Hundreds of political prisoners, thousands in exile, tens of thousands arrested, fined, subjected to violence, and the media and businesses are being destroyed. The authorities are at war with their own people and leading the country into an abyss.

The support of the international community is very important for Belarusians. We need to look for an opportunity to start a dialogue, both within the country and with international partners.

Why did last year’s protests last as long as they did? Was it the relative youth of the protesters; the use of social media; the prominence of women; and did COVID restrictions play any part?

For me, the protests aren’t the main thing. The transformation of Belarusian society is the most important thing.

Most Belarusians decided what they want to see in their county: Belarus as a free, democratic, sovereign country. And the current authorities aren’t able to provide that.

Regarding new technology, of course, it gives more opportunities for people to organize, however, social media users are still the minority in Belarus. Everything happened on a deeper level after being built up over time through people’s real-life experience.

I have been surprised that most of the activists are middle-aged

Throughout the campaign, I have been surprised by the fact that most of the activists are middle-aged people from different professions. There were plenty of women who expressed their objection first.

Through the situation with COVID, we gained a new experience of solidarity and mutual assistance, so when the government turned against the people, we realized then how many we were.

Looking back now at the protests, would you do anything differently and have you learned lessons for the future?

We definitely have more appreciation for what we already have. We appreciate our amazing journalists, our civil society, and private businesses. And, of course, our upcoming victory.

What could we have done differently? We could have been more consistent in terms of our willingness to resolve the crisis quickly and painlessly for the country. We were calling for dialogue in August, and then we had this unfortunate period of ultimatums that damaged both sides.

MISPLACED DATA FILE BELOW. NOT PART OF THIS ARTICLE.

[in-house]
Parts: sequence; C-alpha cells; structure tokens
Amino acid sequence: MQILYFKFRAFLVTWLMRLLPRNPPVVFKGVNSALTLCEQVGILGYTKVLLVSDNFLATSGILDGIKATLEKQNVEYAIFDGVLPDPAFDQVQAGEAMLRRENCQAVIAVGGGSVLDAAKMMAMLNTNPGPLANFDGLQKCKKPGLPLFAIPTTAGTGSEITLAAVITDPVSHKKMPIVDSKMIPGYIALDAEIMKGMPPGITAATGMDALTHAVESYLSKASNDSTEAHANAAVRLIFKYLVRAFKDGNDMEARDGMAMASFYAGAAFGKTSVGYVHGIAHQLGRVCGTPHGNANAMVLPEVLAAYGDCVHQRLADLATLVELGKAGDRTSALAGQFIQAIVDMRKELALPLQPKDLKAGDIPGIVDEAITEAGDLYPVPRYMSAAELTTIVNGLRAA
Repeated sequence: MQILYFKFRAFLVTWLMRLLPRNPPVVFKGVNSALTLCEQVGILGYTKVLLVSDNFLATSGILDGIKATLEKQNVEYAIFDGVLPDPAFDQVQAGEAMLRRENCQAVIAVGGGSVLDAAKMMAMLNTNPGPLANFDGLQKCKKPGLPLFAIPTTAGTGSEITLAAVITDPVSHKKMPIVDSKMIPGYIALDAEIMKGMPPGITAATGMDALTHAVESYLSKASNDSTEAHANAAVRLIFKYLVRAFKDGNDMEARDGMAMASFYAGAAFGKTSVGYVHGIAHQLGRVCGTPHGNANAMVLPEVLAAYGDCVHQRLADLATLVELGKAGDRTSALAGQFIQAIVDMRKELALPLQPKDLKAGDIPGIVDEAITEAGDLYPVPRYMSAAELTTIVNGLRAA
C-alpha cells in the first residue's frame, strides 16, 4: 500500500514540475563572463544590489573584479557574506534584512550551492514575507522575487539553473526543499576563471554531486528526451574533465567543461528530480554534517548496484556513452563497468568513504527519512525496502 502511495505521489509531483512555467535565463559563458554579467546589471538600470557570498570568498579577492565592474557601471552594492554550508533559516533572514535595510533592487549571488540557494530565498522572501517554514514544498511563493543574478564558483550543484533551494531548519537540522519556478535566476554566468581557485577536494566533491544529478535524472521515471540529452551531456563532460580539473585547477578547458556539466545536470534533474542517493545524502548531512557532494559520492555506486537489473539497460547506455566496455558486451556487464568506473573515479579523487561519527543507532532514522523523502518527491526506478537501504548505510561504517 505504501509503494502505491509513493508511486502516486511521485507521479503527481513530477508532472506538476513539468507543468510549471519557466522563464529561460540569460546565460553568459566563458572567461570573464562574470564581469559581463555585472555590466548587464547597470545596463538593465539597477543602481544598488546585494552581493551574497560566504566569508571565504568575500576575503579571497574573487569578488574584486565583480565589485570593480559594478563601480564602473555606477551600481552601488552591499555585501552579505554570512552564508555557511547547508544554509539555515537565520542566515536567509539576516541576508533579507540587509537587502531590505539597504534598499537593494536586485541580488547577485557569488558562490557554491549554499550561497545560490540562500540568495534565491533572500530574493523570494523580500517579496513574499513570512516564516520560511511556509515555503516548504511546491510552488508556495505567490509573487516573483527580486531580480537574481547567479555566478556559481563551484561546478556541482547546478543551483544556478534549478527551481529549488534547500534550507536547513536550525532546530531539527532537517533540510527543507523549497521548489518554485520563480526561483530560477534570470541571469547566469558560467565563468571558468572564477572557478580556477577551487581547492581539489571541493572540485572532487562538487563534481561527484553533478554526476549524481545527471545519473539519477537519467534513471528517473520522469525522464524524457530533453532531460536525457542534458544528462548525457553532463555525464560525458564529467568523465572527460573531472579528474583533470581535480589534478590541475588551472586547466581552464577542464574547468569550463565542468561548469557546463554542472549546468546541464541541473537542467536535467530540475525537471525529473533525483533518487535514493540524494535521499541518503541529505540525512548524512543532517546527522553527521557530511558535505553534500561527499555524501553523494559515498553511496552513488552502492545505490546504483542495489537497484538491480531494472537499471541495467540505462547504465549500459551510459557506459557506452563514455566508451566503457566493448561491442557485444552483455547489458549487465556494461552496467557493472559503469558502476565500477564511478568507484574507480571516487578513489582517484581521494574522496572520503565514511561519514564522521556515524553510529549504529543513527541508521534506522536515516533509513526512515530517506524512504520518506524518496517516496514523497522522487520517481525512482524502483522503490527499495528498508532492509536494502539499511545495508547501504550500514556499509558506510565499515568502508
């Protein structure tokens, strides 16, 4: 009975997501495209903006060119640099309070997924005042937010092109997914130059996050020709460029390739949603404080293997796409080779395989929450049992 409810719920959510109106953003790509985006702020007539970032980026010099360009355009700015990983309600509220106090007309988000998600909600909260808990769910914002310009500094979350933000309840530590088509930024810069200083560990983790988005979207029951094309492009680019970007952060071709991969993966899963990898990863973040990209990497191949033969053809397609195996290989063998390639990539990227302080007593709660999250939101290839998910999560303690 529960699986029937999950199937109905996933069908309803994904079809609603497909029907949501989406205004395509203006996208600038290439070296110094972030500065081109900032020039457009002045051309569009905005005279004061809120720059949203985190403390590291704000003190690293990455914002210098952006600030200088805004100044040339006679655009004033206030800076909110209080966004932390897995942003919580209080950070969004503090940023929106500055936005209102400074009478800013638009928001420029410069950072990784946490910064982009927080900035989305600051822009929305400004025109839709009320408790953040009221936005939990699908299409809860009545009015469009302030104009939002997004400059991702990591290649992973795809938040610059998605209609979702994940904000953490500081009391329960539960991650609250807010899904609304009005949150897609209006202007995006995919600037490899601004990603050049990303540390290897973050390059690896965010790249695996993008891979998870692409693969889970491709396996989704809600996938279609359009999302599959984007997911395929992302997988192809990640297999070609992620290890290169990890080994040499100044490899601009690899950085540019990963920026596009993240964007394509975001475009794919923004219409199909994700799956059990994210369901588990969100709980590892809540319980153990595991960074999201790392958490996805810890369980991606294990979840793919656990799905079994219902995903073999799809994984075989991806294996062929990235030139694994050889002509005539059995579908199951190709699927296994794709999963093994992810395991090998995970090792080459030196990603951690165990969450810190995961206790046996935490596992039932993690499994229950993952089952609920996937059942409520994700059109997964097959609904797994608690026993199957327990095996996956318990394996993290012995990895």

The situation is different now, and everything is more complicated. The moment has gone, and I don’t think that negotiation or national dialogue in the form we expected a year ago is possible anymore.

We had to make very hard choices many times, but the most important thing is that we never deviated from our principles and values - the fairness of the law, kindness, respect and love. I believe it is the only right way.

How can you now achieve your goal of removing President Lukashenka from power?

To be a politician in Belarus nowadays means to be in prison. In this way, I can contribute to the common endeavor. It’s not our objective, though.

Our objective is a country free of authoritarianism

Our objective is a country free of current and future forms of authoritarianism.

How to free the country? On the one hand, we all have to maintain our effort, cohesion and solidarity. We should try not to lose that. On the other hand, we should focus on limiting the political space for the government. We should show that the system will have to deal with us, the Belarusians.

Thirdly, we have to think about the future of Belarus. We have to dream about it, believe in it and stay active. Everything is up to us.

You were a musician before becoming active in politics. Has music shaped your approach to political activism and have you had the chance to continue playing in detention?

The artistic path shapes the personality. Of course, teamwork, looking for unusual solutions, and the ability to stay concentrated and work for a long time in critical situations, as well as performing in public, is what I’ve been learning my whole life as a musician.

Management of contemporary art projects and partnerships with businesses, like with Viktar Babaryka, the former presidential candidate, for example, gave me even more experience.

I miss music a lot, but in Belarusian prisons, even books aren’t really allowed. I don’t have an opportunity to play.

Do you have any regrets about your decision to become involved in opposition politics?

I consider my decision to participate in the campaign the most important and responsible one of my life. I knew it would be hard, but the future of the nation is at stake. So it’s worth it. My love for Belarus and Belarusian people didn’t allow me to stay aloof.